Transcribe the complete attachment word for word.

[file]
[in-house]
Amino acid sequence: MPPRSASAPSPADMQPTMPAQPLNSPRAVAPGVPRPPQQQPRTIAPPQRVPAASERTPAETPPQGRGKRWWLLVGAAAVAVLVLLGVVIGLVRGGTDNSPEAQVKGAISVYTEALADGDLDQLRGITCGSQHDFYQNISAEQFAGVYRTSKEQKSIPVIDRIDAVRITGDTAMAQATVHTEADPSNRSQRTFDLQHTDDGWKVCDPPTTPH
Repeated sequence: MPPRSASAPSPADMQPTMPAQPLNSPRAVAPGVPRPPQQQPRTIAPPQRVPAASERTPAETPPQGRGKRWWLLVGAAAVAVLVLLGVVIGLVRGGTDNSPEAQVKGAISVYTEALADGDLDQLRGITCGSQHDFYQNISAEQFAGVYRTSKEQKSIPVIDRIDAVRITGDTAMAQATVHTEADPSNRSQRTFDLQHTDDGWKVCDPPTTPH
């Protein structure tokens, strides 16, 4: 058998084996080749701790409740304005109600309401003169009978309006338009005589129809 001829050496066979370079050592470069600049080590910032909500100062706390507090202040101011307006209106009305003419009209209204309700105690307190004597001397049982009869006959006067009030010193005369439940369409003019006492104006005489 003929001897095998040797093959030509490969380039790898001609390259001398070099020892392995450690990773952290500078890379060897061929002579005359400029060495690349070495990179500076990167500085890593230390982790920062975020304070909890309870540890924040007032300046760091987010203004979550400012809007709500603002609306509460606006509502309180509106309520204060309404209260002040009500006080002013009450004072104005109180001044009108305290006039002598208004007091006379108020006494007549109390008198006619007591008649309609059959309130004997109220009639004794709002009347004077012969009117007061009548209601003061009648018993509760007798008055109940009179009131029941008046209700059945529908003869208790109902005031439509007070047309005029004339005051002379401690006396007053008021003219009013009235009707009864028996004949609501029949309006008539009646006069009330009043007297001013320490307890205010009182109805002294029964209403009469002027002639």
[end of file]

[in-house]
Amino acid sequence: MPPRSASAPSPADMQPTMPAQPLNSPRAVAPGVPRPPQQQPRTIAPPQRVPAASERTPAETPPQGRGKRWWLLVGAAAVAVLVLLGVVIGLVRGGTDNSPEAQVKGAISVYTEALADGDLDQLRGITCGSQHDFYQNISAEQFAGVYRTSKEQKSIPVIDRIDAVRITGDTAMAQATVHTEADPSNRSQRTFDLQHTDDGWKVCDPPTTPH
Repeated sequence: MPPRSASAPSPADMQPTMPAQPLNSPRAVAPGVPRPPQQQPRTIAPPQRVPAASERTPAETPPQGRGKRWWLLVGAAAVAVLVLLGVVIGLVRGGTDNSPEAQVKGAISVYTEALADGDLDQLRGITCGSQHDFYQNISAEQFAGVYRTSKEQKSIPVIDRIDAVRITGDTAMAQATVHTEADPSNRSQRTFDLQHTDDGWKVCDPPTTPH
């Protein structure tokens, strides 16, 4: 058998084996080749701790409740304005109600309401003169009978309006338009005589129809 001829050496066979370079050592470069600049080590910032909500100062706390507090202040101011307006209106009305003419009209209204309700105690307190004597001397049982009869006959006067009030010193005369439940369409003019006492104006005489 003929001897095998040797093959030509490969380039790898001609390259001398070099020892392995450690990773952290500078890379060897061929002579005359400029060495690349070495990179500076990167500085890593230390982790920062975020304070909890309870540890924040007032300046760091987010203004979550400012809007709500603002609306509460606006509502309180509106309520204060309404209260002040009500006080002013009450004072104005109180001044009108305290006039002598208004007091006379108020006494007549109390008198006619007591008649309609059959309130004997109220009639004794709002009347004077012969009117007061009548209601003061009648018993509760007798008055109940009179009131029941008046209700059945529908003869208790109902005031439509007070047309005029004339005051002379401690006396007053008021003219009013009235009707009864028996004949609501029949309006008539009646006069009330009043007297001013320490307890205010009182109805002294029964209403009469002027002639």